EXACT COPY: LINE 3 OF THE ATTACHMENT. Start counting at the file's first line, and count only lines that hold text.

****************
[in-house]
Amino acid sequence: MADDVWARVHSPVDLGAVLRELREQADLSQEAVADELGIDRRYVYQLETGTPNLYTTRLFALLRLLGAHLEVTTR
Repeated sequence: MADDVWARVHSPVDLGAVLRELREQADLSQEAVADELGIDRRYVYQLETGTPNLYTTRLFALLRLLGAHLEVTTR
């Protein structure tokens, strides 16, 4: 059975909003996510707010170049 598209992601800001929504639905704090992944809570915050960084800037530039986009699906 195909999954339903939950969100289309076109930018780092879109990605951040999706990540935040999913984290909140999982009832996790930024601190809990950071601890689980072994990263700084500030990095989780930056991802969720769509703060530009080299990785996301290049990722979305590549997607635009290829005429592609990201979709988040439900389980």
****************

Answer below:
Repeated sequence: MADDVWARVHSPVDLGAVLRELREQADLSQEAVADELGIDRRYVYQLETGTPNLYTTRLFALLRLLGAHLEVTTR